It seems I may have been too hasty in declaring the summer a relatively quiet time in the streaming wars. Out of nowhere, Lovefilm has started adding at least one title every day – and not just big win titles like Looper, but niche stuff like the latest Universal Soldier sequel and French animation The Illusionist.
Netflix isn’t exactly lying down either, having brought on board yet another Marvel title and an underrated horror film from last year. Before August is out, they will also bring subscribers Avengers Assemble and The Hobbit: An Unexpected Journey, the two biggest titles from 2012. What Lovefilm will counter that with is undoubtedly going to be amazing, but the smart money would be on Bond.
Regardless of what’s to come, the best titles online this week are as follows:
Looper (2012) – Lovefilm
Rian Johnson’s time travel triumph from last year is now available on Lovefilm. I think most people’s first viewings of this seem to be dominated by the Willis/Gordon-Levitt make-up giving them the creeps, so Looper deserves a second look; there are also a lot of clever time travel easter eggs thrown in that you wouldn’t catch first time around. Truthfully, the less you know about this film, the better it works – it has one of those Twilight Zone moral questions at its core that sneaks up on you. Looper was one of the best films of last year. Consider it ‘highly recommended’.
V/H/S (2012) – Netflix
Hands down the best thing that the found footage fad has brought us outside of Cloverfield is this collaboration between six indie horror up-and-comers – the first found footage anthology film. Ti West’s segment is the weakest; his slow burn sensibility doesn’t really work here, feeling out of place in the same way it did in The ABCs of Death. The strongest follows three college dicks who get a girl back to a motel, only to find out she’s more than they bargained for. Thanks to the POV camerawork, it’s scary and immediately thrilling. There’s also the surreal and gross Skype segment and the final hilarious, kinetic haunted house segment. It’s just a shame that the wraparound stuff binding these together isn’t as strong. Still, VHS 2 is due out later this year and early word is it’s even better.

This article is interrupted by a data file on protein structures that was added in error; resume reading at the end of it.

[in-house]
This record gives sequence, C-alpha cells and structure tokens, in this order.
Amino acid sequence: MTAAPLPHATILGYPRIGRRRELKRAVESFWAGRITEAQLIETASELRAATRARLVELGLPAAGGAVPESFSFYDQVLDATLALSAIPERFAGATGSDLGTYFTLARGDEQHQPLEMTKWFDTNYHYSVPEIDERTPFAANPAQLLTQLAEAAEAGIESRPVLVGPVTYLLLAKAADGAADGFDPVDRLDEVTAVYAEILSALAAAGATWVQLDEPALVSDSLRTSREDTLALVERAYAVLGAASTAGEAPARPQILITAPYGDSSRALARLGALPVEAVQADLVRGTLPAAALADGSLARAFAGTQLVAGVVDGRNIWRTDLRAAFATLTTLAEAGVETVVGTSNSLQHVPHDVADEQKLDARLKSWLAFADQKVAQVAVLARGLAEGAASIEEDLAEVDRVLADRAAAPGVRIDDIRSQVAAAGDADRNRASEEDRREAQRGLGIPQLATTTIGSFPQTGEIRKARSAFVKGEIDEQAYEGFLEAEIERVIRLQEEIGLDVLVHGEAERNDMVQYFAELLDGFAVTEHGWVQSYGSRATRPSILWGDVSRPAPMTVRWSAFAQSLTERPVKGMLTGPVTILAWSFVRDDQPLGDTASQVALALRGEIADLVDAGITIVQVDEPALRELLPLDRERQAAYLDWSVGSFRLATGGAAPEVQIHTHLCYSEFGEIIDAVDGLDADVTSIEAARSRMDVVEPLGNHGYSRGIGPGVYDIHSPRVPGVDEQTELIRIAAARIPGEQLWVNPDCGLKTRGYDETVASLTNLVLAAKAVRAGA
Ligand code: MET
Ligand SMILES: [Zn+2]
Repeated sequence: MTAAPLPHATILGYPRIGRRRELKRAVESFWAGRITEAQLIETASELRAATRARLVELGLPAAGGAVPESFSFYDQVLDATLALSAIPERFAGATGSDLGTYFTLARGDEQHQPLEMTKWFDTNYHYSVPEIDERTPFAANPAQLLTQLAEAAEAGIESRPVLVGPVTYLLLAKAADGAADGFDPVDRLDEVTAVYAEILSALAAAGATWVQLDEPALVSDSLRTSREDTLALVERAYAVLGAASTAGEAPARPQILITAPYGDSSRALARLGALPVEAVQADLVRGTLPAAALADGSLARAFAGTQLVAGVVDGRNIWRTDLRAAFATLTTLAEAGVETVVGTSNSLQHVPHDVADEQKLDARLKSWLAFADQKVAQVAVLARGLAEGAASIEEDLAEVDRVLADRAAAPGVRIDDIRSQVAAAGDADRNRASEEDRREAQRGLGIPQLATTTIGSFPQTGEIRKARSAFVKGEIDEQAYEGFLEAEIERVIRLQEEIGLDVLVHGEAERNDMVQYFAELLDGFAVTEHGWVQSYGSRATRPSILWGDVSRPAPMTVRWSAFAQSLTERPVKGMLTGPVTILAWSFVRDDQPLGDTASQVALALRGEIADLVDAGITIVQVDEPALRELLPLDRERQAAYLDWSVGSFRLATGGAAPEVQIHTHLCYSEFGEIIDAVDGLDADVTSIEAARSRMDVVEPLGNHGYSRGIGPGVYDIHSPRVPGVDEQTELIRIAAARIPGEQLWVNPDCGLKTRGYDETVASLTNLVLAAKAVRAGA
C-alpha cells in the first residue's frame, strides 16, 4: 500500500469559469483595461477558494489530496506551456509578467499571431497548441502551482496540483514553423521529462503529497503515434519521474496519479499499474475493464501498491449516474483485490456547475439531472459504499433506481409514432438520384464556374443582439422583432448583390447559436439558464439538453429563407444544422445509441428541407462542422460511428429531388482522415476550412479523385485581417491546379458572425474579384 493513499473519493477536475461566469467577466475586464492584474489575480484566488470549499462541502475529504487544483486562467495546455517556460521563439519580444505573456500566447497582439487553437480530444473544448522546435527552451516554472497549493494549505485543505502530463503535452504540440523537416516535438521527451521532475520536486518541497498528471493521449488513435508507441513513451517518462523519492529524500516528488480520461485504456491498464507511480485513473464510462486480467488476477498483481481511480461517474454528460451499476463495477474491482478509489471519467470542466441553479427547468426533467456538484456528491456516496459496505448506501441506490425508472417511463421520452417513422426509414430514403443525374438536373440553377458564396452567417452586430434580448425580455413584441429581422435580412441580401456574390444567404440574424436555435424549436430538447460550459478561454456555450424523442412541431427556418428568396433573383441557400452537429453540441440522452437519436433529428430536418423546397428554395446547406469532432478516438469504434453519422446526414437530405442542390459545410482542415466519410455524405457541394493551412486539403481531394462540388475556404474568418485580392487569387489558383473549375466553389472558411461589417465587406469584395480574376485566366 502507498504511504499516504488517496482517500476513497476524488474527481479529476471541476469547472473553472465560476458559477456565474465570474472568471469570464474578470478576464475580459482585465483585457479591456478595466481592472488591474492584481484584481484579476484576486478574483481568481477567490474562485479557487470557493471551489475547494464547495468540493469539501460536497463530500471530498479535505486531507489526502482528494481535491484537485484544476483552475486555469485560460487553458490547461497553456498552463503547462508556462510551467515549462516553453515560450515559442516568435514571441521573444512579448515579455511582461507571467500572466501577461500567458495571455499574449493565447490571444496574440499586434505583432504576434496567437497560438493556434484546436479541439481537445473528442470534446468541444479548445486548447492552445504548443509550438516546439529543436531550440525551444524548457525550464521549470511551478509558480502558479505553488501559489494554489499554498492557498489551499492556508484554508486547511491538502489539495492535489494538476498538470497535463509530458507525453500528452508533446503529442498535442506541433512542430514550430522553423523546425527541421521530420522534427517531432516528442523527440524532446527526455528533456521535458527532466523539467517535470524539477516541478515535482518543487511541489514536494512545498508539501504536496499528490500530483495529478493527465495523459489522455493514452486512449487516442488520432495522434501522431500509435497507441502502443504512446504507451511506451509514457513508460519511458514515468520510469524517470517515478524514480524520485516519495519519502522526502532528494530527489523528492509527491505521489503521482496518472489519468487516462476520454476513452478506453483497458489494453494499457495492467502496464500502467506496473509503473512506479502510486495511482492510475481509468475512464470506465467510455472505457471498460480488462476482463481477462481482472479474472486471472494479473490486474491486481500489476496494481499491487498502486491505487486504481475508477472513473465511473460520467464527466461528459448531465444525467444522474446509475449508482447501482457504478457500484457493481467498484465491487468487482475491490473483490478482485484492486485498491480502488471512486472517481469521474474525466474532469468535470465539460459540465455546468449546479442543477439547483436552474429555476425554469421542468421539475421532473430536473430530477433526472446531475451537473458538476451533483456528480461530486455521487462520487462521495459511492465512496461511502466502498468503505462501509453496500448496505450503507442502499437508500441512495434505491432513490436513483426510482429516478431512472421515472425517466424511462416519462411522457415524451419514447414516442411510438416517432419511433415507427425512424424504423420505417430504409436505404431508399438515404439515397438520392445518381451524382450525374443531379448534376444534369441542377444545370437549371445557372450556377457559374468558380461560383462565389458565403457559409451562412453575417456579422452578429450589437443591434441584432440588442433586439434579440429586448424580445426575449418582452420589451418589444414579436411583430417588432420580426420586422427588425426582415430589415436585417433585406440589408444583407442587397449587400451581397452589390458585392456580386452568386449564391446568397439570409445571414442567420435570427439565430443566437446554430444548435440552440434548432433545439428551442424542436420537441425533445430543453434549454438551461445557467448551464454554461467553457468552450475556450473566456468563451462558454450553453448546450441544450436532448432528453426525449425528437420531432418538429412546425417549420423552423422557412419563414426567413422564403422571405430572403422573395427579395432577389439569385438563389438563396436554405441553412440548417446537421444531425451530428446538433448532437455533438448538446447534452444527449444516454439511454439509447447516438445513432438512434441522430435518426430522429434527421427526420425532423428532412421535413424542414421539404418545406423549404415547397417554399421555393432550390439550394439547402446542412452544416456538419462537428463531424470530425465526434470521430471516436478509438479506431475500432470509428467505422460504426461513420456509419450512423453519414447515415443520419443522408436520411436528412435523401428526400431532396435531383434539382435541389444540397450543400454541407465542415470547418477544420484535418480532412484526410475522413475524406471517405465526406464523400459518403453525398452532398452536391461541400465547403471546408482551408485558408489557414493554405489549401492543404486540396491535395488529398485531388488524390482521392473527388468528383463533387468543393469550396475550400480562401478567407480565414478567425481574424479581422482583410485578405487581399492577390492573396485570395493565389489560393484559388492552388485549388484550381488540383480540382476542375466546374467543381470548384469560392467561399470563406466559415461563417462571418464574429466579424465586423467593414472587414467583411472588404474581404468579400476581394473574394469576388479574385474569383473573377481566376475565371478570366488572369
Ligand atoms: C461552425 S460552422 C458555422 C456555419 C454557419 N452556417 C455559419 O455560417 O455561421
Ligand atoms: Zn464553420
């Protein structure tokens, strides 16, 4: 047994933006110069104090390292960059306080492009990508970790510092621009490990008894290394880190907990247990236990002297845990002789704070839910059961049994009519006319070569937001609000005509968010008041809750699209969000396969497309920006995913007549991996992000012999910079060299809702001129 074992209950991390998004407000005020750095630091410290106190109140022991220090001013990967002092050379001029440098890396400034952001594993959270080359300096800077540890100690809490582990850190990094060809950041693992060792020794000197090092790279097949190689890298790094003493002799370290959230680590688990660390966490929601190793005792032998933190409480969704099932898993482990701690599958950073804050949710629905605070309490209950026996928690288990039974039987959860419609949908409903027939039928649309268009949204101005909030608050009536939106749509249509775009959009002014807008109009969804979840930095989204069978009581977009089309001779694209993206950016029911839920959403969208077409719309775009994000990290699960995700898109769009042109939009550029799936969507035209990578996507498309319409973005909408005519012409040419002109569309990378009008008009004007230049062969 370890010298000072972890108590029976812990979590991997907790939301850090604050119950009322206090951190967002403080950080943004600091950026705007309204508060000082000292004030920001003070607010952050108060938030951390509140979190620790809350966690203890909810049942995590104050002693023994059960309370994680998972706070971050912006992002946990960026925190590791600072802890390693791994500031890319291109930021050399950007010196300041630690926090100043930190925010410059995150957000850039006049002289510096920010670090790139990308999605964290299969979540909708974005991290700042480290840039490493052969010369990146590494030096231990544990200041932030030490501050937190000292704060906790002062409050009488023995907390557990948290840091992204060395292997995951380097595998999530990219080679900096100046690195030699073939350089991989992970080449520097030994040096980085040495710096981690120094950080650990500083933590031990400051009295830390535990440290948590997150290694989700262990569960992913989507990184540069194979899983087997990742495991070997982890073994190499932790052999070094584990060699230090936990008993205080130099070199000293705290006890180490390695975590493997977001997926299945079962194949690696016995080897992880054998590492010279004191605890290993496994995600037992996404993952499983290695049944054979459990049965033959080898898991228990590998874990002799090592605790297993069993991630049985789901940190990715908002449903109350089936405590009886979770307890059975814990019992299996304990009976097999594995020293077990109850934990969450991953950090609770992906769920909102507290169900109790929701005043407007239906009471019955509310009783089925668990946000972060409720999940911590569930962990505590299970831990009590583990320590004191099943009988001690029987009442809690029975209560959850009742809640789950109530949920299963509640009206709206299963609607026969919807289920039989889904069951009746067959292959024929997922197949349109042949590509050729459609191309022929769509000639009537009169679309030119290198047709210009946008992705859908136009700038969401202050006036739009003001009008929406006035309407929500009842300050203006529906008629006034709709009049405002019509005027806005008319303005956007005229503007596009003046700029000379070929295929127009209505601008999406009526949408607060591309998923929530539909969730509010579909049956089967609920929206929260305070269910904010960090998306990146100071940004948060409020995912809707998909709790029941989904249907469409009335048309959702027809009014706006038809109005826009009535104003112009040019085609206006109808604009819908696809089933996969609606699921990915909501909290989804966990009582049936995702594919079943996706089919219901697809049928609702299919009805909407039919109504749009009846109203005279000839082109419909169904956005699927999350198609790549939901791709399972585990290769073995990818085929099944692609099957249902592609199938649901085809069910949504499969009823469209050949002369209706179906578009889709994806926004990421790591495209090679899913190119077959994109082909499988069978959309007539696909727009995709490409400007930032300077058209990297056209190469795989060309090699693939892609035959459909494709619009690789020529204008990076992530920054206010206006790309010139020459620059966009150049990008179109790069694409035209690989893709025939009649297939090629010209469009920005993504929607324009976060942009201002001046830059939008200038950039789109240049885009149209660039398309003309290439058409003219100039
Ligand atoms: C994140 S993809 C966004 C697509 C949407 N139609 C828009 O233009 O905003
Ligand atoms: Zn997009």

Universal Soldier: Day of Reckoning (2012) – Lovefilm
Someone needs to hand director John Hyams the Terminator franchise very quickly. One of the few genuine surprises of 2013 so far is this fourth sequel in the now straight-to-DVD Universal Soldier franchise. After the events of the third movie, this finds Luc Devereaux (Jean Claude Van Damme) having gone native, Colonel Kurtz style, up a river, manipulating Scott Adkins’ bereaved amnesiac. This is so far from what your typical straight-to-DVD action sequel is supposed to be, it seems impossible it exists. Like a weird acid trip whilst watching The Bourne Identity, this has visual flair and thrilling action sequences better than films with ten times the budget. If there is any justice, Scott Adkins should become a major star. Keep an eye on John Hyams, too; he is going places.
Captain America: The First Avenger (2011) – Netflix
Marvel Studios made the right choice in picking The Rocketeer helmer Joe Johnston to bring their star spangled poster boy to the screen. For most of its running time, Captain America is a nostalgic blast of retro thrills, which sees Chris Evans absolutely nail the character and Hugo Weaving give yet another excellent villain as the Red Skull. It collapses in the second half as it forgets to be a film with plot points and becomes a series of action montages to get Cap to that point at the end so we could get that film the following year. This is still a far better film than comic fans could have hoped for, considering what came before, and a great lead-in to The Avengers.